Christians point to the Pool of Siloam as the site at which – according to John 9 – Jesus healed a blind man. Indeed, there’s little if anything about the City of David that’s not just as significant to Christians as it is to Jews.
Jesus was a first century Jew and literally walked and worshipped in the City of David. Understanding his life and the centrality of the Temple as part of Jewish biblical history is a significant part of understanding the Jewish roots of Christianity.
Miracles are not uncommon in Jerusalem, but some seem to be unbelievable.
Orenstein shared the miraculous way in which the Pilgrim’s Road was first discovered, explaining how a modern sewage pipe burst, which required excavations in order to make the necessary repairs.
Affirming the veracity of Jerusalem's biblical history is not just a matter of affirming one’s faith, although that is very important. Today, when people don’t know the history (or know it and deliberately alter it to fit their own narrative) thousands of years-old evidence from the City of David reveals the historical accuracy.
Denial of biblical history in Jerusalem is particularly egregious because it undermines the faith of billions of Jews and Christians. Unfortunately, it is also a tactic used by anti-Semites, who deny Israel’s right to exist and devise and propagate nonsensical rhetoric, mainly that Jews have no history in or connection to Israel in general, particularly Jerusalem. This narrative is often promulgated by Palestinian Arabs, or during United Nations assemblies, or among others who seek to erase the existence of Jewish people from the land that God deeded them.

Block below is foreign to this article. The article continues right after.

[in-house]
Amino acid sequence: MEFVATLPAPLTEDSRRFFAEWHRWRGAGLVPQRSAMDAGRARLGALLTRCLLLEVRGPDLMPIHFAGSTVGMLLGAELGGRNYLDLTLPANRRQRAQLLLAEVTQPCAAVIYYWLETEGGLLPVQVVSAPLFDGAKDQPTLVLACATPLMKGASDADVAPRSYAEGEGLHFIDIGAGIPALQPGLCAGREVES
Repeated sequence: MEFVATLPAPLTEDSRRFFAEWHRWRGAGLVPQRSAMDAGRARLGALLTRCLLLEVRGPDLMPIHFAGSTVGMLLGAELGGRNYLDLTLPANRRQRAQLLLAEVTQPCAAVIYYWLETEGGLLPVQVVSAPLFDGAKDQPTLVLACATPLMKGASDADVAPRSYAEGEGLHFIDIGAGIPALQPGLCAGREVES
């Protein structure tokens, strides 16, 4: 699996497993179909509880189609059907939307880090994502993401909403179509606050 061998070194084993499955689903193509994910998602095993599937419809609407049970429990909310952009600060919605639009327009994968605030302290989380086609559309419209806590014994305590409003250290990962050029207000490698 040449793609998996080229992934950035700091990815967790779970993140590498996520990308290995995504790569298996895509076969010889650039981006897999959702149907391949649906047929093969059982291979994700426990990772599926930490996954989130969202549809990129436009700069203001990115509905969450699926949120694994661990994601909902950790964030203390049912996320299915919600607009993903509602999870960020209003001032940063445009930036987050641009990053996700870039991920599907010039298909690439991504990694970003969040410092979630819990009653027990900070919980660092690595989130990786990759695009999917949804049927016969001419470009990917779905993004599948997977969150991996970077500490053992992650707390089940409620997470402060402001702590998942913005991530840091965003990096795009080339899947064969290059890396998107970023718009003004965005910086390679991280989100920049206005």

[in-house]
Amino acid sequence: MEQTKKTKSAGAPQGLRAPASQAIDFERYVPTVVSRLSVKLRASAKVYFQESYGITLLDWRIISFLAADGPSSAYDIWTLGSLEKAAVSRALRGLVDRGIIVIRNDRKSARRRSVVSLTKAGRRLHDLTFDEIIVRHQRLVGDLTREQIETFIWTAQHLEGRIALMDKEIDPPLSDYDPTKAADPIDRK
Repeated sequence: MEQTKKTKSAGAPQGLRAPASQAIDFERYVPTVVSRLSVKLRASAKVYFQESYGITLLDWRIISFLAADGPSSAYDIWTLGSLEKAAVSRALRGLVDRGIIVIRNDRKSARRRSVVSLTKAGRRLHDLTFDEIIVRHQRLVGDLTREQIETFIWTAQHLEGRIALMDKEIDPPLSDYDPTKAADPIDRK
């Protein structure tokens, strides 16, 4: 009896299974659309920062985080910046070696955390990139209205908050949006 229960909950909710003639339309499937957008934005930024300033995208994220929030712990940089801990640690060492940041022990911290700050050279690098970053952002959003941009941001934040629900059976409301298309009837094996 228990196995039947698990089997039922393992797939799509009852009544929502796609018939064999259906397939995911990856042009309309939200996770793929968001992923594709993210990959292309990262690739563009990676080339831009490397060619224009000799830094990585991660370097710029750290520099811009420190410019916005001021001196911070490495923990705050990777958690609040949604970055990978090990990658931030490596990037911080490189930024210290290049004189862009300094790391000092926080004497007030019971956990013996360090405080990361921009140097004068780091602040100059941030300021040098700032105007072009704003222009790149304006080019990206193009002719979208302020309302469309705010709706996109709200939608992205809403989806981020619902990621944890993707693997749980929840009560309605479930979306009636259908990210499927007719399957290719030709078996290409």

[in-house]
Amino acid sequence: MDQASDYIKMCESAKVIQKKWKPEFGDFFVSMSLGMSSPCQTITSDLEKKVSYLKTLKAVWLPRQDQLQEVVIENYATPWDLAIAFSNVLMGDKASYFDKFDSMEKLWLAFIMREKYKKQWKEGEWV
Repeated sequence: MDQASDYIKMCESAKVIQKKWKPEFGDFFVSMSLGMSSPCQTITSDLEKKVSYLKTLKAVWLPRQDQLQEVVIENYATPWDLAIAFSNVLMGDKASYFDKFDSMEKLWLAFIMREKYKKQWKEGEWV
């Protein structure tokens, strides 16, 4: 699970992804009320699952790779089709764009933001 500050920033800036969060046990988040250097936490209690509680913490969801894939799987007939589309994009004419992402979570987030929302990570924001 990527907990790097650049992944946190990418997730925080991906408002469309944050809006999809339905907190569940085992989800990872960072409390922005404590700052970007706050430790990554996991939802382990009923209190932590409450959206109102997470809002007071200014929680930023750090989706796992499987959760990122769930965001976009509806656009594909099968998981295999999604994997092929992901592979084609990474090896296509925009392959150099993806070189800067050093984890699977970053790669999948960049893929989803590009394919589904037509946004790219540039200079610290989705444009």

Regarding the City of David, it is practically possible to play a biblical version of ‘Connect the Dots.’ There are landmarks and artifacts that point to numerous biblical verses and historical records provided by Josephus and others.
In just a few years, 21st century pilgrims will be able to walk the full length of the Pilgrim’s Road, starting at the Pool of Siloam up to the southern steps of the Temple Mount. It puts undeniable proof of the biblical account of King David, and the connection of the Jewish people to Jerusalem, literally at the feet of everyone.
When this happens, it will be the first time in two millennia, since the Romans conquered and destroyed Jerusalem and the Temple, that this path will be open.
I want to be there and so should you.
Jonathan Feldstein was born and educated in the U.S. and immigrated to Israel in 2004. He is married and the father of six. Throughout his life and career, he has become a respected bridge between Jews and Christians and serves as president of the Genesis 123 Foundation. He writes regularly on major Christian websites about Israel and shares experiences of living as an Orthodox Jew in Israel. He is host of the popular Inspiration from Zion podcast. He can be reached at email@example.com.